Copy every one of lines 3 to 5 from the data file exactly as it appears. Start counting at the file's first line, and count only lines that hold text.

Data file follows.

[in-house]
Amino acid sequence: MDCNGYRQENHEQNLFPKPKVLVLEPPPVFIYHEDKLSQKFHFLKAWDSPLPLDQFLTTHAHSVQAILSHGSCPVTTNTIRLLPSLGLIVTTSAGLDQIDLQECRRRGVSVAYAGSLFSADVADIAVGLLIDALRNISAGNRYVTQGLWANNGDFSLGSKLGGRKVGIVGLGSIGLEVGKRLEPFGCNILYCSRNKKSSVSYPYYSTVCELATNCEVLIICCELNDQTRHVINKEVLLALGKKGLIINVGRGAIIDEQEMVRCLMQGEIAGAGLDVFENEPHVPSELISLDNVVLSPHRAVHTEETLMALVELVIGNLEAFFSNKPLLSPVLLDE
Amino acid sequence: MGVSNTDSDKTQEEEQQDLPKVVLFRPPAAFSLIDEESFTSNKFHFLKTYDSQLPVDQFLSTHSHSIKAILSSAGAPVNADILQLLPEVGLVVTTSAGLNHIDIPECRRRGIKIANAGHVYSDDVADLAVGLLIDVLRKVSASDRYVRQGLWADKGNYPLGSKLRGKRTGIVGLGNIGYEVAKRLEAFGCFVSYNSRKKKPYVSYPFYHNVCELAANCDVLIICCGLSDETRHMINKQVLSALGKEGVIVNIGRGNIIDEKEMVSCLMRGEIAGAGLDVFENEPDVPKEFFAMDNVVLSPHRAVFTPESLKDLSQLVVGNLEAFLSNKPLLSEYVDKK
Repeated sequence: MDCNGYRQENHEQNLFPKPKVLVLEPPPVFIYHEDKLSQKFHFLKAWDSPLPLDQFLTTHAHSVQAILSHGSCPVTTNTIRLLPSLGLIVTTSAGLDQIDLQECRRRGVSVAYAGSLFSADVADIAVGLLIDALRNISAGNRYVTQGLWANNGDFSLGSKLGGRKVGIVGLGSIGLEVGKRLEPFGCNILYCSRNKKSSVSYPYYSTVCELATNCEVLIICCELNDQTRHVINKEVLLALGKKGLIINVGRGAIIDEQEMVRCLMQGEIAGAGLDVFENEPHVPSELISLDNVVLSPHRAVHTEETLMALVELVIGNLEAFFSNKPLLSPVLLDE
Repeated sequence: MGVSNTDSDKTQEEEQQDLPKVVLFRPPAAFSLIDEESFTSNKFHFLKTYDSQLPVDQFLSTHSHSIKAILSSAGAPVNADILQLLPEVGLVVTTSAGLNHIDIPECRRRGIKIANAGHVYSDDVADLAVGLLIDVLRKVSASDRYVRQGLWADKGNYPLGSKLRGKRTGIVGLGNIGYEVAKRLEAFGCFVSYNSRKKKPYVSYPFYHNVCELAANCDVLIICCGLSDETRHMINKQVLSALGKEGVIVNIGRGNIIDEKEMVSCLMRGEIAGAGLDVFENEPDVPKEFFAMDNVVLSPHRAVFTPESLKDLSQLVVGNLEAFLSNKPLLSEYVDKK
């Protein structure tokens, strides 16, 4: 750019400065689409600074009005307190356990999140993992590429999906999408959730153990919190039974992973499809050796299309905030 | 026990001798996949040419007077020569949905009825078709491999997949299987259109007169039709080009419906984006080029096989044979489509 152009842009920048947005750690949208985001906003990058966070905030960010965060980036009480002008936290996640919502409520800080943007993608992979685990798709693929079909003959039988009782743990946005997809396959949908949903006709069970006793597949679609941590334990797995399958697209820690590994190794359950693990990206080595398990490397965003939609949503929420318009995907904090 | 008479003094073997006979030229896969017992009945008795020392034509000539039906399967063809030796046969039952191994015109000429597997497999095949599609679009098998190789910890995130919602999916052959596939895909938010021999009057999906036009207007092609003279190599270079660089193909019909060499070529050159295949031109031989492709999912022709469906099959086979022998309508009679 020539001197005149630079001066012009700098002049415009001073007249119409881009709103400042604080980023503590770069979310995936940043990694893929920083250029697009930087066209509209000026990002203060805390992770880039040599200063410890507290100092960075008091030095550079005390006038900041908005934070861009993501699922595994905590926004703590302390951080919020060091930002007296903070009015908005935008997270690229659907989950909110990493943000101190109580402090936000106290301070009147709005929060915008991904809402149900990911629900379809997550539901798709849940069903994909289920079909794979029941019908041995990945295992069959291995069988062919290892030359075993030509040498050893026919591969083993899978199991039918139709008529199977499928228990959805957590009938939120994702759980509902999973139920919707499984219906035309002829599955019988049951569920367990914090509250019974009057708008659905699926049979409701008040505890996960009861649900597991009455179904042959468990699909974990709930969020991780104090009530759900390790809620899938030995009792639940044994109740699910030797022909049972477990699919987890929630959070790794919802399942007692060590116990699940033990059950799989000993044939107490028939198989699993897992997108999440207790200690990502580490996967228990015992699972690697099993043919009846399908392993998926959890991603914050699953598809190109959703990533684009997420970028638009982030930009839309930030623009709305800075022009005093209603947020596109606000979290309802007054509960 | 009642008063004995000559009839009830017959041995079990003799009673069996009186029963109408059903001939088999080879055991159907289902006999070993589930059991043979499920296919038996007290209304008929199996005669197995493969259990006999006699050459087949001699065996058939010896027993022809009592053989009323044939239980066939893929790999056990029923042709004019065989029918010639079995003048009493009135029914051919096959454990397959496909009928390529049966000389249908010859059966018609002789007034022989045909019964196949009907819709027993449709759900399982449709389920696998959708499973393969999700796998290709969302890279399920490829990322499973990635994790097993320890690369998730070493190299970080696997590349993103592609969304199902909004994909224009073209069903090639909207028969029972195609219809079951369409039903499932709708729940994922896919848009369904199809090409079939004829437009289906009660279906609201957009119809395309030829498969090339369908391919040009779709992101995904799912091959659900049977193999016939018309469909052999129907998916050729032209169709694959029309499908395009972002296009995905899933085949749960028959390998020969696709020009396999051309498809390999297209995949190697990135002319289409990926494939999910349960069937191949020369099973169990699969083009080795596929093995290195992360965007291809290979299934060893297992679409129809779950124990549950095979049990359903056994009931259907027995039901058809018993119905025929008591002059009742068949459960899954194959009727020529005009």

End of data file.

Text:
Amino acid sequence: MGVSNTDSDKTQEEEQQDLPKVVLFRPPAAFSLIDEESFTSNKFHFLKTYDSQLPVDQFLSTHSHSIKAILSSAGAPVNADILQLLPEVGLVVTTSAGLNHIDIPECRRRGIKIANAGHVYSDDVADLAVGLLIDVLRKVSASDRYVRQGLWADKGNYPLGSKLRGKRTGIVGLGNIGYEVAKRLEAFGCFVSYNSRKKKPYVSYPFYHNVCELAANCDVLIICCGLSDETRHMINKQVLSALGKEGVIVNIGRGNIIDEKEMVSCLMRGEIAGAGLDVFENEPDVPKEFFAMDNVVLSPHRAVFTPESLKDLSQLVVGNLEAFLSNKPLLSEYVDKK
Repeated sequence: MDCNGYRQENHEQNLFPKPKVLVLEPPPVFIYHEDKLSQKFHFLKAWDSPLPLDQFLTTHAHSVQAILSHGSCPVTTNTIRLLPSLGLIVTTSAGLDQIDLQECRRRGVSVAYAGSLFSADVADIAVGLLIDALRNISAGNRYVTQGLWANNGDFSLGSKLGGRKVGIVGLGSIGLEVGKRLEPFGCNILYCSRNKKSSVSYPYYSTVCELATNCEVLIICCELNDQTRHVINKEVLLALGKKGLIINVGRGAIIDEQEMVRCLMQGEIAGAGLDVFENEPHVPSELISLDNVVLSPHRAVHTEETLMALVELVIGNLEAFFSNKPLLSPVLLDE
Repeated sequence: MGVSNTDSDKTQEEEQQDLPKVVLFRPPAAFSLIDEESFTSNKFHFLKTYDSQLPVDQFLSTHSHSIKAILSSAGAPVNADILQLLPEVGLVVTTSAGLNHIDIPECRRRGIKIANAGHVYSDDVADLAVGLLIDVLRKVSASDRYVRQGLWADKGNYPLGSKLRGKRTGIVGLGNIGYEVAKRLEAFGCFVSYNSRKKKPYVSYPFYHNVCELAANCDVLIICCGLSDETRHMINKQVLSALGKEGVIVNIGRGNIIDEKEMVSCLMRGEIAGAGLDVFENEPDVPKEFFAMDNVVLSPHRAVFTPESLKDLSQLVVGNLEAFLSNKPLLSEYVDKK